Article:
Proportion of Forward versus Backward Pointers. How often do pointers point to objects that are younger than themselves versus pointing to older objects? Forward pointers can only be created by object modification operations or by creation of circular structures, not by creation of noncircular objects. Delayed evaluation (also called suspended or lazy evaluation) also results in creating forward pointers, but these can be implemented using invisible pointers, which are eventually removed in the course of garbage collection. The proportion of forward pointers will depend to some extent on the programming style adopted. A high percentage of pointers pointing to older objects bodes well for our scheme.

The Average "Length" of Pointers. How much locality is there in the program? Do pointers often point to nearby objects or to objects far away? Our proposal would fare well with programs which naturally have a high degree of locality of reference.

We believe it is plausible to expect that empirical observations would bear out our assumptions about program behavior and justify the design choices in our garbage collector. Certainly the trends are in the direction of programs with increased locality and toward programs that rely on object creation rather than modification.

Our future research plans include constructing a simulator that will allow us to test the behavior of real programs and to pick sensible values for parameters such as region size for a wide variety of conditions. Precise determination of how well our garbage collector will perform on real programs and comparison with more conventional alternatives must await actual implementation and measurement.


Often a sophisticated user is in a position to know whether a particular object is likely to be relatively temporary or more permanent. The system should be able to take advantage of such knowledge to improve the performance of the program. It might be advantageous to supply the user with several different flavors of object creation operations, so that the system can choose the best allocation strategy appropriate for that kind of object. An operation could be supplied which creates objects directly in some older generation, rather than in the current generation. Of course, this decision will have no effect upon the semantics of the program; it will only affect the efficiency of garbage collection.

Adjusting the region size can control the efficiency of using short term versus long term memory. Short- lived objects should be allocated in small regions, so the storage for the object will be recovered very soon after it is abandoned. On the other hand, long- lived objects should be allocated from larger regions. This saves the system the trouble of having to frequently evacuate the object from generation to generation at the cost of having to wait longer before the storage can be recovered. Larger regions also reduce the expense of interregion pointers.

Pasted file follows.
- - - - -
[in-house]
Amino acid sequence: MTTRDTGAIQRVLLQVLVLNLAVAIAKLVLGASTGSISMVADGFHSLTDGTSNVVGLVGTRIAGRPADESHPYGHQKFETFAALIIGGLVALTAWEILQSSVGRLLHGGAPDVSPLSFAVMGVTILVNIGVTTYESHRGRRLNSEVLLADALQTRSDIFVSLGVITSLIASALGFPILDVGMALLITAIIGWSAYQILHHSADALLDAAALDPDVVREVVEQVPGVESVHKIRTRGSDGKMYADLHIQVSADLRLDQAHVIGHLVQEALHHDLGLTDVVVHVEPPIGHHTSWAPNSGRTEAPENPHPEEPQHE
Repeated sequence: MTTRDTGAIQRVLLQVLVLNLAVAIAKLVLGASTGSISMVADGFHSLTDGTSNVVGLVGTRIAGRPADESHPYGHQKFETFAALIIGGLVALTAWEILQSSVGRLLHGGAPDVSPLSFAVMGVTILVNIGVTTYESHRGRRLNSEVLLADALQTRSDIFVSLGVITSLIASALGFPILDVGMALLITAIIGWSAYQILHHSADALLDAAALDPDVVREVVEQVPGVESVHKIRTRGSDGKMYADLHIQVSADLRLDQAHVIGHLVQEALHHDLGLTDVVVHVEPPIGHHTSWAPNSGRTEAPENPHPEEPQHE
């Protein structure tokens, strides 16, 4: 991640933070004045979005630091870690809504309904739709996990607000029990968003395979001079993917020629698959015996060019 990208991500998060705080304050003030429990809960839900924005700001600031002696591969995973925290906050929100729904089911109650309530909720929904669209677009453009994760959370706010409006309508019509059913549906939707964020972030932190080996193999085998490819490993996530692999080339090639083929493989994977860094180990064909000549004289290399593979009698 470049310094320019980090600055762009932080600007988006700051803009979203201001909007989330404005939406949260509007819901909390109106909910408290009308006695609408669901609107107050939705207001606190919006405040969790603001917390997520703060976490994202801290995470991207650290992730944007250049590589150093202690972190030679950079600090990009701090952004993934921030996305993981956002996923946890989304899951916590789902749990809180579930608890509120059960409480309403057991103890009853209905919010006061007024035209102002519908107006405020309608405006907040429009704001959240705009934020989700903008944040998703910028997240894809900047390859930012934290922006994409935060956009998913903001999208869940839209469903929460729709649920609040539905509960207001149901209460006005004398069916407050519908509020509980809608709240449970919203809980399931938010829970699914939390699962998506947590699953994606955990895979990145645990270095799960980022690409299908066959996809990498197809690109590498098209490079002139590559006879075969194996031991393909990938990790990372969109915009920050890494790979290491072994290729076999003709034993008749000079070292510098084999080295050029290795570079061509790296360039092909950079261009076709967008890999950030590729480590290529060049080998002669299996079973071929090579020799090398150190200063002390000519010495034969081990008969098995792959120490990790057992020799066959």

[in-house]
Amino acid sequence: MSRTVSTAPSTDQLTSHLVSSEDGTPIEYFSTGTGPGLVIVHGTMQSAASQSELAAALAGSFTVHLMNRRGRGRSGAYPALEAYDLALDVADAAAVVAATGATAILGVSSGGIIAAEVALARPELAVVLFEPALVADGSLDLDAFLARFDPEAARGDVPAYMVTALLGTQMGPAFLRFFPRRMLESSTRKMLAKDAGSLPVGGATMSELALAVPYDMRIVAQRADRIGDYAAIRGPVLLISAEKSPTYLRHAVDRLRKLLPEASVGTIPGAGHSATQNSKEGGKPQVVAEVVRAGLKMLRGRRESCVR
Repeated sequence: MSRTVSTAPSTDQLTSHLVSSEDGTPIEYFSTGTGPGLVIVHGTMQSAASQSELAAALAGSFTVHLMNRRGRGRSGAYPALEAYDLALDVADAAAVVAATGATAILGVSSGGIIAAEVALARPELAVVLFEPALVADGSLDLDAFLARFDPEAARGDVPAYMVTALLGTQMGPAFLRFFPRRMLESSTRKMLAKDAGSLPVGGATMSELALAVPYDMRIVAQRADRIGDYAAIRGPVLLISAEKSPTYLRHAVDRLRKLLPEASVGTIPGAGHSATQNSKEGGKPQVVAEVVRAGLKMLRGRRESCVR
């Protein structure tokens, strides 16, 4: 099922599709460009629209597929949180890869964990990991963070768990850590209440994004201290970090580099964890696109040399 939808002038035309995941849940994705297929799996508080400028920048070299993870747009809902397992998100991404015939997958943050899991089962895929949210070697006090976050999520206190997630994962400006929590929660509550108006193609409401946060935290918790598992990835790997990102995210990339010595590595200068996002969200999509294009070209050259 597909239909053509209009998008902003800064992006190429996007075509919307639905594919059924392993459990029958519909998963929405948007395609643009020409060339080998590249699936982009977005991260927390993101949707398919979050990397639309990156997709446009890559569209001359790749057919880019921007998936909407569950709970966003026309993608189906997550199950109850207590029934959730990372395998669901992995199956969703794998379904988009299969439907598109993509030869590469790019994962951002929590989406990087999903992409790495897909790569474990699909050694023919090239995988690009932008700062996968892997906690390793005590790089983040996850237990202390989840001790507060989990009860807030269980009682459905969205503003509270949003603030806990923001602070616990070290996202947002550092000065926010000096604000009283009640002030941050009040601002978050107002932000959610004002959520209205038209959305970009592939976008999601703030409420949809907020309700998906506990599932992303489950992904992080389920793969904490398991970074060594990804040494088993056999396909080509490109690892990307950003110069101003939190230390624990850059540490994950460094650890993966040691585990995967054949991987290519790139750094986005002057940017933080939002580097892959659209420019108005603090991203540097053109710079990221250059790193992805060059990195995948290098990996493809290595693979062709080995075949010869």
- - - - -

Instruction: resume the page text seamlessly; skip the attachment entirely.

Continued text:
Since we expect that most storage is used for short- lived objects, we recommend that objects be created in short term memory by default. System primitives, like Lisp's PUTPROP, that expect to create relatively permanent objects can use longer term versions of CONS.

Being able to take advantage of a priori knowledge of the lifetimes of objects may become important for some kinds of systems. Trends are developing toward systems which create many structures which are known to be permanent at the time they are created. Several recently developed languages for artificial intelligence research produce some types of data which never become inaccessible.

Current implementations of new pattern- directed invocation languages like AMORD [9] or ETHER [18] do not have any operations that completely remove or let go of assertions in the database. Once an assertion is made, it remains forever, though belief in the assertion may be renounced by further processing. Description languages such as KRL [7] or OMEGA [2] currently have this characteristic as well. (However, future versions of ETHER and OMEGA are developing a notion of viewpoints, which may allow some knowledge to become inaccessible and be reclaimed.) These languages have not yet been applied to sufficiently large problems so that reclamation becomes an important issue in present day implementations.

Databases for business applications also may have the property that records are virtually permanent once created. Improvements in computer technology will make keeping data for long periods feasible, through storage hierarchies that make older data progressively harder to access, but never impossible. Very large address spaces may obviate the need for reuse of the address space. We may reasonably expect computers in the next generation that may be able to run for weeks to years without needing to reuse address space [26]. Write- once media such as video disks may be used for secondary storage, so that reusing or compacting secondary storage space becomes less of an issue.